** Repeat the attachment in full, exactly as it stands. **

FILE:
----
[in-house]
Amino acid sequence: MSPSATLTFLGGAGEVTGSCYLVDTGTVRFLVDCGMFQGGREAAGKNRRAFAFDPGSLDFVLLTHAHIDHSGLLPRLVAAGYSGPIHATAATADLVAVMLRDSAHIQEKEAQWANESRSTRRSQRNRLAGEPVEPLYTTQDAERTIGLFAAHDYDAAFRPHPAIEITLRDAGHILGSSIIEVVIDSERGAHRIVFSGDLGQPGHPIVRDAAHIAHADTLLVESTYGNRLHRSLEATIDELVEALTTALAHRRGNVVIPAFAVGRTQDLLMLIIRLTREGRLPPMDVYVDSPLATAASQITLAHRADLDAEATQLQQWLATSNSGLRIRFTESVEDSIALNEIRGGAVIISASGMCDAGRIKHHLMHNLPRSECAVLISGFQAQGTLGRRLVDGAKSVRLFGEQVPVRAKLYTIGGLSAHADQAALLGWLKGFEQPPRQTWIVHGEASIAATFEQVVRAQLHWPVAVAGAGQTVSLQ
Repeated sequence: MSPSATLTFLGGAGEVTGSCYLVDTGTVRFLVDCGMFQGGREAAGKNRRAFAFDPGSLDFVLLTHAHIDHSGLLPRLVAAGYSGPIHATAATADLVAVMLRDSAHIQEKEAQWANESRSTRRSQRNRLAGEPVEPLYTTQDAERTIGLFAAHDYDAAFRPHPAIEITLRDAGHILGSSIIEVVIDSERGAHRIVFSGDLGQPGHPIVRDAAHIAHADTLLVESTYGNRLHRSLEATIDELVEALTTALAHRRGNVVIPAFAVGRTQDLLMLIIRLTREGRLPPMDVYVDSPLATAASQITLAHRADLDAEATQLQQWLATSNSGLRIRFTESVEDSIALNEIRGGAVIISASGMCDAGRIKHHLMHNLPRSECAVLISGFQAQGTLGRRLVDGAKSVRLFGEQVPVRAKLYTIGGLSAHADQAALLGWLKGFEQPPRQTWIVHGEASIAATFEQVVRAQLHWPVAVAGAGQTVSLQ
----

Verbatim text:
[in-house]
Amino acid sequence: MSPSATLTFLGGAGEVTGSCYLVDTGTVRFLVDCGMFQGGREAAGKNRRAFAFDPGSLDFVLLTHAHIDHSGLLPRLVAAGYSGPIHATAATADLVAVMLRDSAHIQEKEAQWANESRSTRRSQRNRLAGEPVEPLYTTQDAERTIGLFAAHDYDAAFRPHPAIEITLRDAGHILGSSIIEVVIDSERGAHRIVFSGDLGQPGHPIVRDAAHIAHADTLLVESTYGNRLHRSLEATIDELVEALTTALAHRRGNVVIPAFAVGRTQDLLMLIIRLTREGRLPPMDVYVDSPLATAASQITLAHRADLDAEATQLQQWLATSNSGLRIRFTESVEDSIALNEIRGGAVIISASGMCDAGRIKHHLMHNLPRSECAVLISGFQAQGTLGRRLVDGAKSVRLFGEQVPVRAKLYTIGGLSAHADQAALLGWLKGFEQPPRQTWIVHGEASIAATFEQVVRAQLHWPVAVAGAGQTVSLQ
Repeated sequence: MSPSATLTFLGGAGEVTGSCYLVDTGTVRFLVDCGMFQGGREAAGKNRRAFAFDPGSLDFVLLTHAHIDHSGLLPRLVAAGYSGPIHATAATADLVAVMLRDSAHIQEKEAQWANESRSTRRSQRNRLAGEPVEPLYTTQDAERTIGLFAAHDYDAAFRPHPAIEITLRDAGHILGSSIIEVVIDSERGAHRIVFSGDLGQPGHPIVRDAAHIAHADTLLVESTYGNRLHRSLEATIDELVEALTTALAHRRGNVVIPAFAVGRTQDLLMLIIRLTREGRLPPMDVYVDSPLATAASQITLAHRADLDAEATQLQQWLATSNSGLRIRFTESVEDSIALNEIRGGAVIISASGMCDAGRIKHHLMHNLPRSECAVLISGFQAQGTLGRRLVDGAKSVRLFGEQVPVRAKLYTIGGLSAHADQAALLGWLKGFEQPPRQTWIVHGEASIAATFEQVVRAQLHWPVAVAGAGQTVSLQ